More than that, it was what Sega gave us that we didn't ask for that surprised the most - their vision included our dreams, but it also eclipsed them. Sega was the freewheelin' Bob Dylan of the games industry - they made what they wanted when they wanted - irrespective of demographics and sales targets. This virtue had been Sega's vice since the late Saturn years, but would you rather see games like Seaman, Space Channel 5, Jet Set Radio, and Shenmue in the world, or another business-savvy hardware giant? Are those two things mutually exclusive? I'd like to think so.
The bravest game in the world?I've been trying to dissect mine and others' feelings towards the Dreamcast, and I can put it down to a few things. In many ways the Dreamcast was the first 'next-gen' console - not in any official capacity, but just in its circumstances. By the time the internet had established itself as a household institution, the fifth generation of consoles had already launched and carved out their respective niches. By 1997, gamers were already speculating on the next generation of consoles - namely, the 'Dural', the 64DD, and the 'PSX2'. Sure, people had been doing the same thing in print media for years, but the hype on the internet was worldwide - it was happening [then] now, in front of our eyes - the excitement was palpable. It was the first unveiling and the first system launch I had ever witnessed, and it was all thanks to the wonders of the internet.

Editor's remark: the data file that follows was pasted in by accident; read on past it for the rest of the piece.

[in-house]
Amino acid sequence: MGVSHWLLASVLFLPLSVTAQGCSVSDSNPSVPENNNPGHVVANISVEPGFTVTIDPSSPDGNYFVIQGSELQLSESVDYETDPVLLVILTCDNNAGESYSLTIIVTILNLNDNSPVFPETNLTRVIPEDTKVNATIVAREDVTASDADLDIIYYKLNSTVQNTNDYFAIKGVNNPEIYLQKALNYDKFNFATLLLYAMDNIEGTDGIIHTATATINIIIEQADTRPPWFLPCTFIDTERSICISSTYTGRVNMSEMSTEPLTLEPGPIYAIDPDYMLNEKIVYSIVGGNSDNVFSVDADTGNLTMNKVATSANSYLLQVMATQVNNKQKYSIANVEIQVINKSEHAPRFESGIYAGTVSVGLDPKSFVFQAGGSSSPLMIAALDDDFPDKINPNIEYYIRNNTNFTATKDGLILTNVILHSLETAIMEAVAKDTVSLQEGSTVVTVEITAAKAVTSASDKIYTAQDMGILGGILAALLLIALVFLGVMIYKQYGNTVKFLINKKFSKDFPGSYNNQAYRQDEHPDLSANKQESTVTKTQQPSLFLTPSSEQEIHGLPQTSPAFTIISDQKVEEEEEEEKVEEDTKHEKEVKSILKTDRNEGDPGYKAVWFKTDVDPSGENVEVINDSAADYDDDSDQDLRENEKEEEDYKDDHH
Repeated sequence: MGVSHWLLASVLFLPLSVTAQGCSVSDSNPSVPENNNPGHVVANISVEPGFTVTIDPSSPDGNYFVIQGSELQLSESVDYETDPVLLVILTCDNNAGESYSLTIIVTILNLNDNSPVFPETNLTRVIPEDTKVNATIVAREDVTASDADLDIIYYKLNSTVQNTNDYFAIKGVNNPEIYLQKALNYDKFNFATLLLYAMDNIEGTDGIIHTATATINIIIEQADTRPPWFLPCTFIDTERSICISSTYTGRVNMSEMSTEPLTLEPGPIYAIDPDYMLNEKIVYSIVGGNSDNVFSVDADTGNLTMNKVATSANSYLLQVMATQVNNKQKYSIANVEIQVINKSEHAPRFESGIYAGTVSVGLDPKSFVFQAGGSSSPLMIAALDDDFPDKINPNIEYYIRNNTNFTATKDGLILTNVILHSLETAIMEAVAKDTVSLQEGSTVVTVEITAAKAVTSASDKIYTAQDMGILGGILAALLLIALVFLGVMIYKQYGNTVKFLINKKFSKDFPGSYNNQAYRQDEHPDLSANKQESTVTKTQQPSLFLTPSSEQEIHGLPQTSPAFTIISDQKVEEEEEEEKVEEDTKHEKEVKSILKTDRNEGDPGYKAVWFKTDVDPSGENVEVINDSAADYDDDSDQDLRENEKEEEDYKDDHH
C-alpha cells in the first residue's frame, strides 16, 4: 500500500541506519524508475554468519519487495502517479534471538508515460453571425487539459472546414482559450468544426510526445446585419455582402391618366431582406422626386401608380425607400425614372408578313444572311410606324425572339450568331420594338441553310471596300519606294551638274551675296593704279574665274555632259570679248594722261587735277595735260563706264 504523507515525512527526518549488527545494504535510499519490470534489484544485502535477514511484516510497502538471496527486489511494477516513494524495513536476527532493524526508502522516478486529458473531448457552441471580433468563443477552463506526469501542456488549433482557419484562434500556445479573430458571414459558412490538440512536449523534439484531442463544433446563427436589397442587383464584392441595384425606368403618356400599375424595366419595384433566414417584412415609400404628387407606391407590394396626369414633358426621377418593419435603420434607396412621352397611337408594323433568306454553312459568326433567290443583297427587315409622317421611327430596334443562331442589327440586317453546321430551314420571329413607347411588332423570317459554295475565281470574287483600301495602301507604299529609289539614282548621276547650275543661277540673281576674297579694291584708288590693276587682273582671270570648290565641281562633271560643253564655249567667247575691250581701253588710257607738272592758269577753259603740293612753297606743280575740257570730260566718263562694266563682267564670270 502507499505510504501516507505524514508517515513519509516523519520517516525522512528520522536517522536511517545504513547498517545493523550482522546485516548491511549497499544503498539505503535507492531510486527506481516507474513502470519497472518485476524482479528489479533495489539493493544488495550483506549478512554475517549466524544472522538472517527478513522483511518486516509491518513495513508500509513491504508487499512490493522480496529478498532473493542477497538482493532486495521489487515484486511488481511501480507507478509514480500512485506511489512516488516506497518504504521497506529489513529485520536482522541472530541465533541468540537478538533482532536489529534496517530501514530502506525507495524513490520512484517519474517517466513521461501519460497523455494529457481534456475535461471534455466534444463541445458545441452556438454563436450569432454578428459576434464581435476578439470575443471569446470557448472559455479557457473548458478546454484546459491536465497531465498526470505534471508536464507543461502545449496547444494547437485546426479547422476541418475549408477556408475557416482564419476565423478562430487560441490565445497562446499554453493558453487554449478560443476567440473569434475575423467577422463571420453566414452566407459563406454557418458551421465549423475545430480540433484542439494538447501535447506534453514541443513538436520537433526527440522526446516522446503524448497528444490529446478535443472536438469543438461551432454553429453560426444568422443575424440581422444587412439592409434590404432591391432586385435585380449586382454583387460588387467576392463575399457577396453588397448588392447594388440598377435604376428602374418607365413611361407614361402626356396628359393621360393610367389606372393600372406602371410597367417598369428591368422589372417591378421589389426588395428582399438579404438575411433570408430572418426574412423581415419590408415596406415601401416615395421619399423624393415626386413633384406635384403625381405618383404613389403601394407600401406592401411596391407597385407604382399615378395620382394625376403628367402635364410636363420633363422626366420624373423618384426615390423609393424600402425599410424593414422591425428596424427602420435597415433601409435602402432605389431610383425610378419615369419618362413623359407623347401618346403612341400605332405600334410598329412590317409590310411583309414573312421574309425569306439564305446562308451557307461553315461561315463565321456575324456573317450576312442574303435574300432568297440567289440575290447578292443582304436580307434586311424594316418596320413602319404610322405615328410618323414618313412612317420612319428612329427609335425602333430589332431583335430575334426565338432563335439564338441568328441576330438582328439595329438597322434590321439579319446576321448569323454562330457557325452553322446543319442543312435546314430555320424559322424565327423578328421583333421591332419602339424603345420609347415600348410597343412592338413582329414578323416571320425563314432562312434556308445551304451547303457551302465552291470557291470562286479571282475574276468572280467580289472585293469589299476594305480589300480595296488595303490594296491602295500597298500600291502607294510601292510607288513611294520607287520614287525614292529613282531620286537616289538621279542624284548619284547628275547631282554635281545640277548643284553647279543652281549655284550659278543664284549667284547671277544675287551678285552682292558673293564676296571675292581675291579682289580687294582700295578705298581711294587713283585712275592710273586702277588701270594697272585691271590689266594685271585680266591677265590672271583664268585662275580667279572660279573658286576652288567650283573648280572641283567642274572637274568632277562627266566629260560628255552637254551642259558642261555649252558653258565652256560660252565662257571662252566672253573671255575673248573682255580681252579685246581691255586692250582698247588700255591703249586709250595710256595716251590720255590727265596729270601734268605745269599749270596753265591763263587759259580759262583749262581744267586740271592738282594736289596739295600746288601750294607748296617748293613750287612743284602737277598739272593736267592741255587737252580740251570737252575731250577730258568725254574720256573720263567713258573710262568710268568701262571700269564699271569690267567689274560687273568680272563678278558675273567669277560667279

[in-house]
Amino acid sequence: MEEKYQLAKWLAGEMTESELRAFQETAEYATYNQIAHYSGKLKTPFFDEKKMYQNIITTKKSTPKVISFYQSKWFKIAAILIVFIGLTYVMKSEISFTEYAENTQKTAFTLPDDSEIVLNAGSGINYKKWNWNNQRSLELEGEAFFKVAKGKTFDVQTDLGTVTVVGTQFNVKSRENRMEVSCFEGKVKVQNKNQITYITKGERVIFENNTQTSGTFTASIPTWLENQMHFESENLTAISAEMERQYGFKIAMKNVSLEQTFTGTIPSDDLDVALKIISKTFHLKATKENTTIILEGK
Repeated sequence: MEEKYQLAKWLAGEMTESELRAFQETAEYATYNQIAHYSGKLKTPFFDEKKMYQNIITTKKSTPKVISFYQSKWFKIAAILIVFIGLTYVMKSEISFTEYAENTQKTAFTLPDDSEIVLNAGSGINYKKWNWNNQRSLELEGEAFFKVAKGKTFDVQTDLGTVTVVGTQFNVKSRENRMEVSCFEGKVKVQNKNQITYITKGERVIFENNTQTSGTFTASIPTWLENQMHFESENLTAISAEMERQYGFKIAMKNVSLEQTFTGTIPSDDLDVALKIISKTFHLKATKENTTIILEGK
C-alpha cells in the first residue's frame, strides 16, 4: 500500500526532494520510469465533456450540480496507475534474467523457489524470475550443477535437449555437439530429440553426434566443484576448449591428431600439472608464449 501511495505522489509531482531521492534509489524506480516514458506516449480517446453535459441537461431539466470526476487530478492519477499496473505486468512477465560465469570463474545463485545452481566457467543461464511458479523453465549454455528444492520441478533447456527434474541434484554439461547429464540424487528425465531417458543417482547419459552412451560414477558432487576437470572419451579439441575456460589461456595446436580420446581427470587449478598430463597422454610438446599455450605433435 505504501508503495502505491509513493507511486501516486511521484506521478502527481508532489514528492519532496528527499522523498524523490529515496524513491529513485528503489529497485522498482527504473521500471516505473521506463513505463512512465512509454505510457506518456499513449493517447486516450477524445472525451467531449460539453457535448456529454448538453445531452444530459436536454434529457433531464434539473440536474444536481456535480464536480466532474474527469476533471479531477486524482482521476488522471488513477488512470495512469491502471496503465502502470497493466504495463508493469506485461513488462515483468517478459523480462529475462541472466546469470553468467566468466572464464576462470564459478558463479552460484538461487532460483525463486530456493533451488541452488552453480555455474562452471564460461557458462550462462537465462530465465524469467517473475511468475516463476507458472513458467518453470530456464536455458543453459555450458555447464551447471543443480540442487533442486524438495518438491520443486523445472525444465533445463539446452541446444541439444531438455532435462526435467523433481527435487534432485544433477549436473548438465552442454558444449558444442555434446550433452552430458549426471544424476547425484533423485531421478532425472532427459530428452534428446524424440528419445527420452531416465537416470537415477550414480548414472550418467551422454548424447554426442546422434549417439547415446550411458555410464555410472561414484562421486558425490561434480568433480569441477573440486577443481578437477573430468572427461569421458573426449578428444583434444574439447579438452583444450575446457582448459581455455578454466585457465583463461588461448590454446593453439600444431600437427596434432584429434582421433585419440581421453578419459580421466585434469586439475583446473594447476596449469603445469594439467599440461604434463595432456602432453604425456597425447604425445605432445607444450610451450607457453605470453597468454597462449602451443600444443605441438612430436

For me, the internet and my experience of the Dreamcast phenomena were inextricably linked. 'Sega Dural' and 'Sega Katana' was all I looked up in Metacrawler and Altavista when we were first hooked up. 'Sega X' became my primary source for 'Dural' news. I devoured every scrap of 'information' I could find - I memorised fake tech-specs; I memorised the real tech-specs - needless to say, I was a big fan. Eventually I was asked to write editorials for the site (which eventually became SegaDreamcast.net), so I did, writing Sega-biased articles at the tender age of 14, right up to the system's death. My spelling and grammar were immaculate as always, but my writing was terrible. Still, it was probably a missed opportunity for me - writing under an alias; submitting articles sporadically due to schoolwork; without even thinking to hit up up-and-coming online publications for work - given the number of hits 'segadreamcast.net' probably received. While I can't emphasise enough just how terrible and biased my juvenile rantings actually were, games journalism itself was in a juvenile state, and I really feel I missed my 'in'. Hopefully I'm a better writer for it.